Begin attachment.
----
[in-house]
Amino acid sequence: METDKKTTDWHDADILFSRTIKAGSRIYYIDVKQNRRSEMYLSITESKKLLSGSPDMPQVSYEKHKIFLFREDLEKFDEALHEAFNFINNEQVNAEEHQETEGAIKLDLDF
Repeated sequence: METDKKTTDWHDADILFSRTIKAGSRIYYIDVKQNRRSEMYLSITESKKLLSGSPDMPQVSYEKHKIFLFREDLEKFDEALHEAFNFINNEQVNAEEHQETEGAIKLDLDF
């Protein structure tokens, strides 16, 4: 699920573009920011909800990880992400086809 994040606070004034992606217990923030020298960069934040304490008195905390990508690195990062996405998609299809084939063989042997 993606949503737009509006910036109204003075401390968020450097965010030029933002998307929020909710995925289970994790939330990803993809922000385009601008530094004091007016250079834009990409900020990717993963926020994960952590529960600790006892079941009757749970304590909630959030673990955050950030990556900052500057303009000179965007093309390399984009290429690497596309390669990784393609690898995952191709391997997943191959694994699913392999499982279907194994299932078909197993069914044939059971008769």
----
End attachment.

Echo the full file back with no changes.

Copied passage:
[in-house]
Amino acid sequence: METDKKTTDWHDADILFSRTIKAGSRIYYIDVKQNRRSEMYLSITESKKLLSGSPDMPQVSYEKHKIFLFREDLEKFDEALHEAFNFINNEQVNAEEHQETEGAIKLDLDF
Repeated sequence: METDKKTTDWHDADILFSRTIKAGSRIYYIDVKQNRRSEMYLSITESKKLLSGSPDMPQVSYEKHKIFLFREDLEKFDEALHEAFNFINNEQVNAEEHQETEGAIKLDLDF
């Protein structure tokens, strides 16, 4: 699920573009920011909800990880992400086809 994040606070004034992606217990923030020298960069934040304490008195905390990508690195990062996405998609299809084939063989042997 993606949503737009509006910036109204003075401390968020450097965010030029933002998307929020909710995925289970994790939330990803993809922000385009601008530094004091007016250079834009990409900020990717993963926020994960952590529960600790006892079941009757749970304590909630959030673990955050950030990556900052500057303009000179965007093309390399984009290429690497596309390669990784393609690898995952191709391997997943191959694994699913392999499982279907194994299932078909197993069914044939059971008769």